I can’t remember the last time I saw a Geo Prizm of either generation in my locale, but apparently first generation Prizms are still kicking around in other parts of the country, in remarkable condition I might add.
The second vehicle produced under General Motor and Toyota’s NUMMI (New United Motor Manufacturing, Inc.) joint-venture, the Geo Prizm was a rebadged version of the Toyota Sprinter, a Corolla relative not sold in North America.
Geo itself was a newly-created brand of captive imports sold through Chevrolet dealers and GM’s latest answer to the growing popularity of Japanese imports, which continued to eat away at its share of the market. Curiously, Geos were little more than rebadged versions of the very cars which they were competing against.
The largest car sold under the Geo brand, the Prizm was initially available in 4-door sedan and a rather sleek looking 5-door hatchback, with blacked-out glass-covered D-pillars, for a wraparound glass effect.
As part of the top-trim GSi model, both bodystyles were available with Toyota’s DOHC 4A-GE inline-4 making 130 horsepower, an engine discontinued in North American Corollas after 1990. Interestingly, the sport-oriented GSi sedan was more expensive than the costliest Corolla sedan.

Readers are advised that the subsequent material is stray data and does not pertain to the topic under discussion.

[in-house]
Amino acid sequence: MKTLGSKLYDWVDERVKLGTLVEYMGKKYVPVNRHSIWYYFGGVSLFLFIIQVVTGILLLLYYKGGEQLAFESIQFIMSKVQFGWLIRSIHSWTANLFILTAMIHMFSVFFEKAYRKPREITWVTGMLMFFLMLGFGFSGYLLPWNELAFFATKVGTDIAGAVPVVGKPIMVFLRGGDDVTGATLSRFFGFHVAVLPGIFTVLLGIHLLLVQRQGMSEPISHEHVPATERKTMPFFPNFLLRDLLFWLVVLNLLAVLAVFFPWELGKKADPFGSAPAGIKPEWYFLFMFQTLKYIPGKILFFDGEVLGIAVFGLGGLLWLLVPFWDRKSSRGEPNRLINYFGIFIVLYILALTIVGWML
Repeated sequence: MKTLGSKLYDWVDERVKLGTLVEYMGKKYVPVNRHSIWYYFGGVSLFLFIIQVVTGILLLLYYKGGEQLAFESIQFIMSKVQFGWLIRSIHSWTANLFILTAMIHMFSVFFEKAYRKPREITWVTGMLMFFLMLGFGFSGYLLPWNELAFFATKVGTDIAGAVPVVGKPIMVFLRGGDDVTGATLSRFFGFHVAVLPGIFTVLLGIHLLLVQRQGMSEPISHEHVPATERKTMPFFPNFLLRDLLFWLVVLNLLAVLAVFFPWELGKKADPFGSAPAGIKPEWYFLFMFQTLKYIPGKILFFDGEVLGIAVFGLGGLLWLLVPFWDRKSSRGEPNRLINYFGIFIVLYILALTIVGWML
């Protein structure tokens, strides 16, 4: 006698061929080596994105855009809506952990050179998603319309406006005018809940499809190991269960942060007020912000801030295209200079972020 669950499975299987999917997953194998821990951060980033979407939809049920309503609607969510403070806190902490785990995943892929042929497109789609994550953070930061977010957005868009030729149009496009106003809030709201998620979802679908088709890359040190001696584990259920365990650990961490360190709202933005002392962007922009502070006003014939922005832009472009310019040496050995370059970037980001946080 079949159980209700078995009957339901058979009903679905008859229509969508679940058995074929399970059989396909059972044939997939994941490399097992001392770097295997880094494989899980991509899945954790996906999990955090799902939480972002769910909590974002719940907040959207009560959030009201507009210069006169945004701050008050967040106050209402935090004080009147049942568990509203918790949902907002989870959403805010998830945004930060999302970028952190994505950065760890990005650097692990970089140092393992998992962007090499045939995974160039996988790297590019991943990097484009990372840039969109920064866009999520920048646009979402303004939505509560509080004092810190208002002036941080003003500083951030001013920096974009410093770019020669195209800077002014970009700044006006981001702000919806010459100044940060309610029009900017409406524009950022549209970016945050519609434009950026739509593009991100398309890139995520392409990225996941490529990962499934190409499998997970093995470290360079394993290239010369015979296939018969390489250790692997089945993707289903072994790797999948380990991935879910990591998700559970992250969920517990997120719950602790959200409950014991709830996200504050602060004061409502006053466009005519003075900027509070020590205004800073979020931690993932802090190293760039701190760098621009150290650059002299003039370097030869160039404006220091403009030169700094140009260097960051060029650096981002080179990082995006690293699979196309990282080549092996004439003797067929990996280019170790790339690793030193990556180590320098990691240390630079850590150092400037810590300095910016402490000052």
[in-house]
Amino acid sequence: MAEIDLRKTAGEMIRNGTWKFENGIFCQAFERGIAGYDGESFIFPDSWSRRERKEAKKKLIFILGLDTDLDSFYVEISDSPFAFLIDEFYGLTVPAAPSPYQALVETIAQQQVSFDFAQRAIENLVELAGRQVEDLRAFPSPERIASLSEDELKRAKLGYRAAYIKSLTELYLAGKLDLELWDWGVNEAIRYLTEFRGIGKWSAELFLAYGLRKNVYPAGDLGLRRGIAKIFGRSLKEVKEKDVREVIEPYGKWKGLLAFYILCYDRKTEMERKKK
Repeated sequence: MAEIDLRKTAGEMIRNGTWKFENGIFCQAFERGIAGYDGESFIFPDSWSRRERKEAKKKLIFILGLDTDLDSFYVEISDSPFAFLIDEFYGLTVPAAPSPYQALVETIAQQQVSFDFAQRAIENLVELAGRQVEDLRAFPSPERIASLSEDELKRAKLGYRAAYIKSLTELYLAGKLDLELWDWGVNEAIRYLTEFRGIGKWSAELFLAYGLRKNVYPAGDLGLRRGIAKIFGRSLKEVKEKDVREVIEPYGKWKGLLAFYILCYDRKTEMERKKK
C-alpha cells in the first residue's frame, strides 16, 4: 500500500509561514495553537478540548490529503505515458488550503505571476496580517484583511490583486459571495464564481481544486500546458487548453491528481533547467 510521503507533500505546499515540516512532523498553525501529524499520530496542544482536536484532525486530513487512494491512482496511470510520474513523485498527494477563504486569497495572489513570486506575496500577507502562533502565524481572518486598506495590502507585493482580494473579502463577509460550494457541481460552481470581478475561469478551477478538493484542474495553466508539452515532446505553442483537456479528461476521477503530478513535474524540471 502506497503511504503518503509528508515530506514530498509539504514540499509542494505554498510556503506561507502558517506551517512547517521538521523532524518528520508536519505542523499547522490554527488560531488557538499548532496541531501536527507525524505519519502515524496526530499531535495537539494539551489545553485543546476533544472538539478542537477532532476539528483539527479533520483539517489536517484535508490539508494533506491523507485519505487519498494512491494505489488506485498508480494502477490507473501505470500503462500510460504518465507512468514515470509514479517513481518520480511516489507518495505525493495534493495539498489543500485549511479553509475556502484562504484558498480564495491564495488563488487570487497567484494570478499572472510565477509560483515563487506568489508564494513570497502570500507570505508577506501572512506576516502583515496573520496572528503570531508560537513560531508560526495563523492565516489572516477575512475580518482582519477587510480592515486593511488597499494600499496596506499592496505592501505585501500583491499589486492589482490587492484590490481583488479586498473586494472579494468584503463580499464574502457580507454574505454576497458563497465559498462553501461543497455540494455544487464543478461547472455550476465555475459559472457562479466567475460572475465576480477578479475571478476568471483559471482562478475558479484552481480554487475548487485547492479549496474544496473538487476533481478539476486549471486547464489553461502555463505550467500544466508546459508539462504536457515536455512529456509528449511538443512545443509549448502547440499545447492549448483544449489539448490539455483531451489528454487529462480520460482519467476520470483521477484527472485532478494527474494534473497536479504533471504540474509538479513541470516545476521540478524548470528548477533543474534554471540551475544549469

The first generation Prizm was sold from the 1990-1992 model years, upon which it was redesigned for 1993 following the all-new Corolla and Sprinter. The Geo experiment of course, did not succeed in its mission and the brand was defunct by 1997, with remaining models integrated into Chevy’s lineup for the remainder of their design cycles.
CC Cohort red and blue Prizm photos by Mike Hayes; White Prizm photos by CJCZ92
1992 Geo Prizm (COAL)
I remember this generation Geo Prism. I thought it was more attractive than the Toyota Corolla of the same generation. I would’ve preferred the hatchback version over the sedan. 🙂
I had that same thought and heard other say it- that the Prizm was essentially a Corolla with better aesthetics.
My father had one and drove it under the rust worm set in. I think it was at about 250k when that happened, after several bad Massachusetts winters.
I saw one of these just this weekend, it was in pretty sad shape. Aside from a passenger side that was raked by damage, the engine had an odd, almost gurgly sound to it like the radiator had a bad leak and it was about to explode due to lack of coolant.
I really thought the hatchback model looked kind of cool.
Recently purchased for a family member a second generation ’95 Prizm off Craigslist.
Was 2 miles away, the body, paint, and interior still in great condition. The ad said it had a intermittent starting problem. Bought it from the second owner who had it for 10 years, all the fluids were fresh, it had been well cared for. She gave up on the car because it kept stranding her and the shop she used couldn’t figure out the problem. Took a look and figured for $750 couldn’t go wrong. It wouldn’t start (I could see cracks in the distributor mounted coil). Came by the next day with a tow strap, this time it fired right up and drove great, the 1.6 engine ran good and the 3 speed auto trans shifts great, the AC is ice cold and the Kenwood stereo sounds great.